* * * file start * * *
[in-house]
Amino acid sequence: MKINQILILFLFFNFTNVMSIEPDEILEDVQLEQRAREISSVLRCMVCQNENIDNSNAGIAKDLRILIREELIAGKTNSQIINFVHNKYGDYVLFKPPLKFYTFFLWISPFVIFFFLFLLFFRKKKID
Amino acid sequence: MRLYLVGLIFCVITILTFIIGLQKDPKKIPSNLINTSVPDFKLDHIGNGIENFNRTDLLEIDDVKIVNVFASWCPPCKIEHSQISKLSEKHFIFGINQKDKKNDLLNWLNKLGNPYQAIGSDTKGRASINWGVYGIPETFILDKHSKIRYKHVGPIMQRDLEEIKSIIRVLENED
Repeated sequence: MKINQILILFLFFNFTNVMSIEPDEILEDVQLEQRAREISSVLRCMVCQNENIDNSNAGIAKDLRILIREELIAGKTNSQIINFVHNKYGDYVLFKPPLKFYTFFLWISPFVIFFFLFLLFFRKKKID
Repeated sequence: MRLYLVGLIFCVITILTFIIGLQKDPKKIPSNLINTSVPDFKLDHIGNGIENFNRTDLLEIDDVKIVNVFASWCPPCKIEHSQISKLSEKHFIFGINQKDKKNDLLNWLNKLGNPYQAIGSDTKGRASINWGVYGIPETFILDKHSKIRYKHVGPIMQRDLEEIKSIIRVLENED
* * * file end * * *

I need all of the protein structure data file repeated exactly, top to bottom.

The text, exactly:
[in-house]
Amino acid sequence: MKINQILILFLFFNFTNVMSIEPDEILEDVQLEQRAREISSVLRCMVCQNENIDNSNAGIAKDLRILIREELIAGKTNSQIINFVHNKYGDYVLFKPPLKFYTFFLWISPFVIFFFLFLLFFRKKKID
Amino acid sequence: MRLYLVGLIFCVITILTFIIGLQKDPKKIPSNLINTSVPDFKLDHIGNGIENFNRTDLLEIDDVKIVNVFASWCPPCKIEHSQISKLSEKHFIFGINQKDKKNDLLNWLNKLGNPYQAIGSDTKGRASINWGVYGIPETFILDKHSKIRYKHVGPIMQRDLEEIKSIIRVLENED
Repeated sequence: MKINQILILFLFFNFTNVMSIEPDEILEDVQLEQRAREISSVLRCMVCQNENIDNSNAGIAKDLRILIREELIAGKTNSQIINFVHNKYGDYVLFKPPLKFYTFFLWISPFVIFFFLFLLFFRKKKID
Repeated sequence: MRLYLVGLIFCVITILTFIIGLQKDPKKIPSNLINTSVPDFKLDHIGNGIENFNRTDLLEIDDVKIVNVFASWCPPCKIEHSQISKLSEKHFIFGINQKDKKNDLLNWLNKLGNPYQAIGSDTKGRASINWGVYGIPETFILDKHSKIRYKHVGPIMQRDLEEIKSIIRVLENED